Mark 1-2; 4:35-41; 5; Luke 7:11-17

One of the most beautiful Messianic prophecies of the Old Testament was covered in this year’s first lesson.  “He hath sent me to bind up the brokenhearted, to proclaim liberty to the captives, and the opening of the prison to them that are bound.”[i]  Who of us is not bound in some way in this life?  Who of us has not been captive through false paradigms and the philosophies of men?  Who of us has not had our hearts broken in one way or another at one time or another?  The Lord Jesus Christ has come for each of us to heal us fully and completely.  And as he says in Ether:  “…my grace is sufficient for all men that humble themselves before me.”[ii] 

From an outside look, this lesson may seem like stories of people in a distant time, in a faraway place and untouchable from our place in life, but it is instead a lesson that can touch us very specifically and very personally to the very core.


What is a miracle?  Webster’s defines it as “an extraordinary event manifesting divine intervention in human affairs.”[iii]  Our Bible dictionary expounds it further:  “Miracles should not be regarded as deviations from the ordinary course of nature so much as manifestations of divine or spiritual power.  Some lower law was in each case superceded by the action of a higher.”[iv]   

Most all of us believe in miracles.  Most all of us have seen miracles.  The world tries to explain them away like Laman and Lemuel tried to explain away their interactions with the divine and with Nephi’s own faith:  “Now, he [Nephi] says that the Lord has talked with him, and also that angels have ministered unto him.  But behold, we know that he lies unto us; and he tells us these things, and he worketh many things by his cunning arts, that he may deceive our eyes, thinking, perhaps, that he may lead us away into some strange wilderness…”[v]

Satan himself does not want us to believe in miracles or signs or wonders.  Within a relatively short time after the great sign to the Nephites marking the birth of the Savior (a day, a night and a day wherein there was no darkness) “…the people began to forget those signs and wonders which they had heard, and began to be less and less astonished at a sign or a wonder from heaven, insomuch that they began to be hard in their hearts, and blind in their minds, and began to disbelieve all which they had heard and seen—Imagining up some vain thing in their hearts, that it was wrought by men and by the power of the devil, to lead away and deceive the hearts of the people; and thus did Satan get possession of the hearts of the people again, insomuch that he did blind their eyes and lead them away to believe that the doctrine of Christ was a foolish and a vain thing.”[vi]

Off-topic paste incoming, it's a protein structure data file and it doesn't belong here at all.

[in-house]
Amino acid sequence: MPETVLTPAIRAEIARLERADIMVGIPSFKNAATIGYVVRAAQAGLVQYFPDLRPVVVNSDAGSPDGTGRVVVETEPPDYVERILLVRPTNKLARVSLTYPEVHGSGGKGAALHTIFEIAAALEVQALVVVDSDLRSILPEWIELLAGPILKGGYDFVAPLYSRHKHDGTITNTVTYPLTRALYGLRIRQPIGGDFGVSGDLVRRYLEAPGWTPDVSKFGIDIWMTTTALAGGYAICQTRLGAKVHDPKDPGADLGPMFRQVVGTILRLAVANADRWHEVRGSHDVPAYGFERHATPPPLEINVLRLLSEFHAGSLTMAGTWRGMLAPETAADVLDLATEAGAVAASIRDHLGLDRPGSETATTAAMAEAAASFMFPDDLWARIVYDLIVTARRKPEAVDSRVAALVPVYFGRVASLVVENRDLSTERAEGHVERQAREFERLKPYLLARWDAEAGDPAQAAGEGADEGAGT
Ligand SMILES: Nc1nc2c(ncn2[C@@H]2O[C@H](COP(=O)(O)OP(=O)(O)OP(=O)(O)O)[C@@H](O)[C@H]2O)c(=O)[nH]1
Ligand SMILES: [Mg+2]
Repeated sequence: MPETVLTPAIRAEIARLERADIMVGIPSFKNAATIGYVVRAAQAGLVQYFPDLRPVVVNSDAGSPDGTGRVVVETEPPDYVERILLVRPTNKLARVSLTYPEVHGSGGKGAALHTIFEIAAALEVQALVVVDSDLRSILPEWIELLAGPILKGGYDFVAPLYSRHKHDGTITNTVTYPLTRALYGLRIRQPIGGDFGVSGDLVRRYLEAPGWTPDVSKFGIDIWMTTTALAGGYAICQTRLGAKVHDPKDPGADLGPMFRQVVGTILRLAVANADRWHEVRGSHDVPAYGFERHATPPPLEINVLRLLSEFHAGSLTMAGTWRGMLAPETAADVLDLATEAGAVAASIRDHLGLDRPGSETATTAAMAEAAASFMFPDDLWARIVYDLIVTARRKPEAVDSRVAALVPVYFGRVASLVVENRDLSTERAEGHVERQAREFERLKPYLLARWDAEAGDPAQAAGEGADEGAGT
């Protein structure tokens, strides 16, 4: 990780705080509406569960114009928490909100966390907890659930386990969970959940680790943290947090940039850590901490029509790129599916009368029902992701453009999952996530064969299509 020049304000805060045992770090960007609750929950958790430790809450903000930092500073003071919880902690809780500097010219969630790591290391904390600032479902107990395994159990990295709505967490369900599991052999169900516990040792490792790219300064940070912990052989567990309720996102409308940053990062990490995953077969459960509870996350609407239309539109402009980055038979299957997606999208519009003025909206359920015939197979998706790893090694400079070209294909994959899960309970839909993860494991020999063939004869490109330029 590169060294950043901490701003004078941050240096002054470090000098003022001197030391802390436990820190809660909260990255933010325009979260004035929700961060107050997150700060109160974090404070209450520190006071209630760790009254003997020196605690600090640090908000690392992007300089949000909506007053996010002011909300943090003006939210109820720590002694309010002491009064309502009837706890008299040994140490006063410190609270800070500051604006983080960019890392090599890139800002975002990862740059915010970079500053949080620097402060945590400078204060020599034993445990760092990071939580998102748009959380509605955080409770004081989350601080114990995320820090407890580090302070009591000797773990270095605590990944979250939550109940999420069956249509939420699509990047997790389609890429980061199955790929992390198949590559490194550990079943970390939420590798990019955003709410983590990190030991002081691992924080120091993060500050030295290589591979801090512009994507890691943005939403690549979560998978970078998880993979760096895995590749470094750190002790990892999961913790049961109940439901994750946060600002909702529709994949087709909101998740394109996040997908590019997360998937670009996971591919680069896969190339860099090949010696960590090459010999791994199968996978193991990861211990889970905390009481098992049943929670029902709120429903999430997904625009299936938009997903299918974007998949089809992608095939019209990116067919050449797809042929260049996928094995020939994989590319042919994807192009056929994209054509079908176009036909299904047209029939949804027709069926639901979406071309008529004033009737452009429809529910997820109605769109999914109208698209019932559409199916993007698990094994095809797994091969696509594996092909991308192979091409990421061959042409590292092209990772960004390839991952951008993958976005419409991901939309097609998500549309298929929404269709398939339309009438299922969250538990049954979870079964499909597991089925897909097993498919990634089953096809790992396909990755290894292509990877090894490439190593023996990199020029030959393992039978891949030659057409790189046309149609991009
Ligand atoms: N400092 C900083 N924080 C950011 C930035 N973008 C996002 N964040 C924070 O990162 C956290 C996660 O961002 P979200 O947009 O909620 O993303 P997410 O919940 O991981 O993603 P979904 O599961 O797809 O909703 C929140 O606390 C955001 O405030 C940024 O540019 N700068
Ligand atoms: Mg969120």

As we shall see in the readings this week, the Lord was going about performing miracles and what He required of men and women was for each to believe.

The Healing at Gadara and the Atonement

A key point that is connected in a remarkable way to one of the healings in this week’s readings is rarely discussed. The man beset by a legion of devils in the country of the Gadarenes is described in Mark 5:5 as in the tombs night and day “crying and cutting himself with stones”, and Luke adds this telling detail, he “ware no clothes.”  Later when he is healed, he is described as “sitting at the feet of Jesus, clothed.” (Luke 8:35)

In scripture, it is often the case that to be naked is to have your sins, vulnerabilities and weaknesses exposed. To be naked is to be unprotected and far from the atonement. This is clear from 2 Nephi 9:14 (emphasis added), “Wherefore, we shall have a perfect knowledge of all our guilt, and our uncleanness, and our nakedness; and the righteous shall have a perfect knowledge of their enjoyment, and their righteousness, being clothed with purity, yea, even with the robe of righteousness.”

The atonement is to take us from our current position, divided from our home and our Father, back to being at-one with Him, taken into his embrace again.

It is this at-oneness that is emphasized in the idea of being clothed. We hear this plea in Nephi’s Psalm: “O Lord, wilt thou redeem my soul? Wilt thou deliver me out of the hands of mine enemies? … Wilt thou encircle me around in the robe of thy righteousness” (2 Nephi 4:31,33). Encircled in the robes of his righteousness is a place of shelter, as well as a place of love. Here we are protected from our enemies, Satan and his legions, those who seek our lives and our souls. Here our sins our covered by the protection of the atonement in the arms of his love.